In May of 2016, I spent 6 days photographing the Mission San Antonio de Valero (The Alamo) for the State of Texas. My 4×5 film negatives and proof prints will be submitted to the Library of Congress Historic American Building Survey (HABS), as a supplement to the photo documentation already done in 1936 and 1971. This is part of a much larger project: the architects are doing a condition assessment of the Church and Convento (Long Barrack), which will shape recommendations for future work to stabilize and preserve the historic site. As I have noted elsewhere on this website, large format film photography is still required for documenting important buildings and locations.
Most of the 1971 HABS photography of the Mission was done by the highly respected National Park Service photographer Jack Boucher, so I wondered if there was much I could add to the HABS collection. But the existing HABS collection does not have any interior views of the Convento, and some rooms of the mission church had not been documented either. I even photographed the South Tower Room of the church, which is only accessible by ladder. In addition, other original features are easier to see now than in the 1936 photos, since some non-historic modifications have been removed. For example, we now have a clearer view of the outside of the southeast corner of the Church, after the removal of a rubble wall.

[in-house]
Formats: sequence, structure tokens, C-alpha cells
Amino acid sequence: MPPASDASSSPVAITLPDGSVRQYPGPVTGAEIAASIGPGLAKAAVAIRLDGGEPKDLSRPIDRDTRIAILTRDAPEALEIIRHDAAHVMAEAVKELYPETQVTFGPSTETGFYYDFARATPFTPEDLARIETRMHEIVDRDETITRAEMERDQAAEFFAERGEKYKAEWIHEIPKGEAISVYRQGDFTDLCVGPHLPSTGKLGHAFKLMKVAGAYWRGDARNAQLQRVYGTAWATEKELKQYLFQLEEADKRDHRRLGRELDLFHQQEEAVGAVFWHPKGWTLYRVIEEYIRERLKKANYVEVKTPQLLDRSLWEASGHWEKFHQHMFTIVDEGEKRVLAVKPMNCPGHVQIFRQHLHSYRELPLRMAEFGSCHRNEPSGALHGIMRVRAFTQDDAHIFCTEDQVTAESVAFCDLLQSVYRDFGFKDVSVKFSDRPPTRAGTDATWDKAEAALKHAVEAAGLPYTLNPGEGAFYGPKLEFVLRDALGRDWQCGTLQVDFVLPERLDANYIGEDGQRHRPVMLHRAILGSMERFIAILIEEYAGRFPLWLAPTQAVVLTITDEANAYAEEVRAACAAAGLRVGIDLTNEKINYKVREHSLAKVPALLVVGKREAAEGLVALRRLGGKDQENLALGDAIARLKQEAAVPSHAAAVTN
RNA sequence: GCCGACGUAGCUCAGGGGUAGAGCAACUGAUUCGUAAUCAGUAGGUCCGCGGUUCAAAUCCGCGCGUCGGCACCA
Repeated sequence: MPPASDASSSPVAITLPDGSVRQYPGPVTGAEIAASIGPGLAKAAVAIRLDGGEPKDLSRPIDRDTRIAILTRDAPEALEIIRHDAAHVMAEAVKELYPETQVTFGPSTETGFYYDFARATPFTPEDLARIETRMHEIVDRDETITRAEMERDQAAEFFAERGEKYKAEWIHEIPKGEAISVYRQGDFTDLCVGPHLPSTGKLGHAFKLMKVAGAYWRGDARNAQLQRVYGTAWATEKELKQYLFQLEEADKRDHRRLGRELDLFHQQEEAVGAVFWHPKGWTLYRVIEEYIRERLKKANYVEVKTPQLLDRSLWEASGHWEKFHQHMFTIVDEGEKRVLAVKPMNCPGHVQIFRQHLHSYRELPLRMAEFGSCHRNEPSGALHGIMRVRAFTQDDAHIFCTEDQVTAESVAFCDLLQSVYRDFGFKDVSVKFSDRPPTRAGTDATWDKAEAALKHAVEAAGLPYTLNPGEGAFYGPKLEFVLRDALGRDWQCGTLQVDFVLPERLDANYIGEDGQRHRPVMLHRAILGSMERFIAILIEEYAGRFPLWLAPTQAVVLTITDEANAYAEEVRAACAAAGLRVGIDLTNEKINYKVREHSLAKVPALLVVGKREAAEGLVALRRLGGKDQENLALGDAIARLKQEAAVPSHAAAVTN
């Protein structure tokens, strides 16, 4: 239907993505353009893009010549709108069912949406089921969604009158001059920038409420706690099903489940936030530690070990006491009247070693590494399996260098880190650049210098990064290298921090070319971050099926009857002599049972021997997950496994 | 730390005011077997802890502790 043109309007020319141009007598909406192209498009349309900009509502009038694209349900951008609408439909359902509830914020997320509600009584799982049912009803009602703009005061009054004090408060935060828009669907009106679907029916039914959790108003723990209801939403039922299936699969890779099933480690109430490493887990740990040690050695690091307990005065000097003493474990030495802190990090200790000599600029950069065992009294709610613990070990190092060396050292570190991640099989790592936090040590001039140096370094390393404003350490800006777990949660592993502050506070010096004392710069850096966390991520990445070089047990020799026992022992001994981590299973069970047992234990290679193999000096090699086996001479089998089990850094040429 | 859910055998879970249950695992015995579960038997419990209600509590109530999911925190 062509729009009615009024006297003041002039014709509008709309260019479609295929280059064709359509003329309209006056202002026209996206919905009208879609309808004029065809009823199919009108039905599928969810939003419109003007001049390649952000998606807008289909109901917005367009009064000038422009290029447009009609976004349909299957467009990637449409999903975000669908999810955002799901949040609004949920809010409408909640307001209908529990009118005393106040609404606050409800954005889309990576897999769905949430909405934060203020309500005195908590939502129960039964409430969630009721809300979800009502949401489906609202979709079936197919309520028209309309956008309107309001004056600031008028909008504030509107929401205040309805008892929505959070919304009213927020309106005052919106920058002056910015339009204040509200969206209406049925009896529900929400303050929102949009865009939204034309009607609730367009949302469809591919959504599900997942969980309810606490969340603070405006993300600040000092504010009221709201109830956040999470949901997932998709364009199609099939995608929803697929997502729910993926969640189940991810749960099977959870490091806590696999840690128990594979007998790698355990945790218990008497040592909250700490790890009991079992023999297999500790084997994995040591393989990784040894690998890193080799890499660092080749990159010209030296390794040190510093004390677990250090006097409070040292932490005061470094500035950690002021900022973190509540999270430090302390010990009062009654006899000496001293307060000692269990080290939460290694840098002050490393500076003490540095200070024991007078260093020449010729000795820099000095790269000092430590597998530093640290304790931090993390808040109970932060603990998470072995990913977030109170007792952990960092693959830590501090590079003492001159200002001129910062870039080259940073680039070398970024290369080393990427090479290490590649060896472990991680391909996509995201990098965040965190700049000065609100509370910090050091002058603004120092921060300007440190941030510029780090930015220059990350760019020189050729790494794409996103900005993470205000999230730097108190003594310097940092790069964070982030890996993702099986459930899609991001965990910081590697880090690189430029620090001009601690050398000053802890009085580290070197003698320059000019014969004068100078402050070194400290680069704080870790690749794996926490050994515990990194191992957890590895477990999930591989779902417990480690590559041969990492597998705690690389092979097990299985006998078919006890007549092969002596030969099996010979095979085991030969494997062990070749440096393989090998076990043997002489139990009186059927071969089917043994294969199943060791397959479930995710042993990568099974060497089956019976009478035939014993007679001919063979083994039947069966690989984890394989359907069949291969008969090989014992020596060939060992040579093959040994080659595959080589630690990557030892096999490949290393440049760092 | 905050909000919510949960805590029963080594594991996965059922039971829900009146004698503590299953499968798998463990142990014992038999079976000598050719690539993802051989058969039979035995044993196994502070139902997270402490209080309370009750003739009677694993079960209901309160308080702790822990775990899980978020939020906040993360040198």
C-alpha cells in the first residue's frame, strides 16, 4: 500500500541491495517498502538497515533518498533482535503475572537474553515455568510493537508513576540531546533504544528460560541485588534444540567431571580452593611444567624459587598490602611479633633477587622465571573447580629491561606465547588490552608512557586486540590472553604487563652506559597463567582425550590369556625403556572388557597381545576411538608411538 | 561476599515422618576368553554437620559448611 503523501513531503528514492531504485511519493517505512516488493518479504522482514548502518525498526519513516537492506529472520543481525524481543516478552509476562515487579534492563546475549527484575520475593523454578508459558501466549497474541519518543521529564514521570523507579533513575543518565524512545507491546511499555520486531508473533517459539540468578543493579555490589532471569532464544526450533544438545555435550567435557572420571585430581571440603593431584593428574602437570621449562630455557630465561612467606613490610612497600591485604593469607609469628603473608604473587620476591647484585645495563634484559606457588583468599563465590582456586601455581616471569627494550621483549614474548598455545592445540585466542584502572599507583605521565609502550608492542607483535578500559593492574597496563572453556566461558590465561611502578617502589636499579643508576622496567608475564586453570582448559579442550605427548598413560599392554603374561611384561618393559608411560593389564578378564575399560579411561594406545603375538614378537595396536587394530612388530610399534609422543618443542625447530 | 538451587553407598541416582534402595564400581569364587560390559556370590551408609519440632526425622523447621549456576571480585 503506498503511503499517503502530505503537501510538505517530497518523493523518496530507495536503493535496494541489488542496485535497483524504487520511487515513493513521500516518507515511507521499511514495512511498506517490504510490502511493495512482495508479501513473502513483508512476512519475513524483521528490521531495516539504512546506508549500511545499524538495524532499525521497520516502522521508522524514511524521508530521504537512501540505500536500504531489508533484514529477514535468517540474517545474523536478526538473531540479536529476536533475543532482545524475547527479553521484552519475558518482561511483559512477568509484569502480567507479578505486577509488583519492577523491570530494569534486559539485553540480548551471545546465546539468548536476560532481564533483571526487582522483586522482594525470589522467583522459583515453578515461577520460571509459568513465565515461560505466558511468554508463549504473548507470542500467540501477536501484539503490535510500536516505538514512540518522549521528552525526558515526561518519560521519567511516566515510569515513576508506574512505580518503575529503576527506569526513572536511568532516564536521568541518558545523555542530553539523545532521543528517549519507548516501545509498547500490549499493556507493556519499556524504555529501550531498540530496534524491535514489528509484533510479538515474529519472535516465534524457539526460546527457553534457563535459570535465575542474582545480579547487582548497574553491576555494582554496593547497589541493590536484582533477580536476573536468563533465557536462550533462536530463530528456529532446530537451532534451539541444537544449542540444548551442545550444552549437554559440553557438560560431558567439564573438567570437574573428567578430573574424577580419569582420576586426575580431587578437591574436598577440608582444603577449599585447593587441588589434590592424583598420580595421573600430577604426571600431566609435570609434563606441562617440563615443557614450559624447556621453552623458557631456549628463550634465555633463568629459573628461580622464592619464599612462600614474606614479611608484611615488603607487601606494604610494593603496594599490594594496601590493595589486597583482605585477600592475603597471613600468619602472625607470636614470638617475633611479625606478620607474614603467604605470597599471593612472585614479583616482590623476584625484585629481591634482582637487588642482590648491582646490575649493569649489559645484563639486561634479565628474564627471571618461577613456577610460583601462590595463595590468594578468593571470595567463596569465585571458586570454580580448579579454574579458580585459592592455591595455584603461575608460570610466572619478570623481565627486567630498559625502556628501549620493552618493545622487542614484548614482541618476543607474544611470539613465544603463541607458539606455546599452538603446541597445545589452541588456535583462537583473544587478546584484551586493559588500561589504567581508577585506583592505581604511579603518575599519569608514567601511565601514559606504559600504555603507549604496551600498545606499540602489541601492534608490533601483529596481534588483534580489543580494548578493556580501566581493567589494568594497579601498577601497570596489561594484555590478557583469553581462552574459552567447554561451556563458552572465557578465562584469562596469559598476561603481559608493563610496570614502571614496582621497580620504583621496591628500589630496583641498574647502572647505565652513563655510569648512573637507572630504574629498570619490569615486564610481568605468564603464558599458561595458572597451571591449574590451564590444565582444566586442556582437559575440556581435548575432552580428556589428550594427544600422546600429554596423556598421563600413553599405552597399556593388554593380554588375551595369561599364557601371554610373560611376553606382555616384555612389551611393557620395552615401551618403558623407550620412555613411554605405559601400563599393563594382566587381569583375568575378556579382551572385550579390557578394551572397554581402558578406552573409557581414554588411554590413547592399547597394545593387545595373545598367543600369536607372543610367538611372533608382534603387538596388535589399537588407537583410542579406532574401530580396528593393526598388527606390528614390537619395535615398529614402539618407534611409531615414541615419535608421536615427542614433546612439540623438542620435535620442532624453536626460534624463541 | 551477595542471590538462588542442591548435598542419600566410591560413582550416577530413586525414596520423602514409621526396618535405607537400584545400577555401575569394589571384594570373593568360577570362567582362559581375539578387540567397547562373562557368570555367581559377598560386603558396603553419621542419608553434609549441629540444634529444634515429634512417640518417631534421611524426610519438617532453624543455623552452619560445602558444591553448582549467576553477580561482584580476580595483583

I did the interior photographs in the evening, after visiting hours. I am very grateful to the staff of the Alamo, and in particular to Associate Curator Ernesto Rodriguez III, for their support in moving furniture and displays as I slowly progressed through the rooms with lights and tripod camera. I did most of the exterior views in the early morning, before the grounds were open to the public. It was very peaceful then, in contrast to the happy friendly crowds of the hot midday.
Because the trees have grown so much and blocked the sight lines, the earlier HABS photographers got some views that I could not match. In other cases, I think I was only duplicating their fine photos, and not adding anything new. But I couldn’t resist trying a few of my own “hero shots” of the front of the building. At the same time, the bulk of my work was getting a greater variety of views into the HABS collection. I’ll do another post once the Library of Congress has my images up on their website.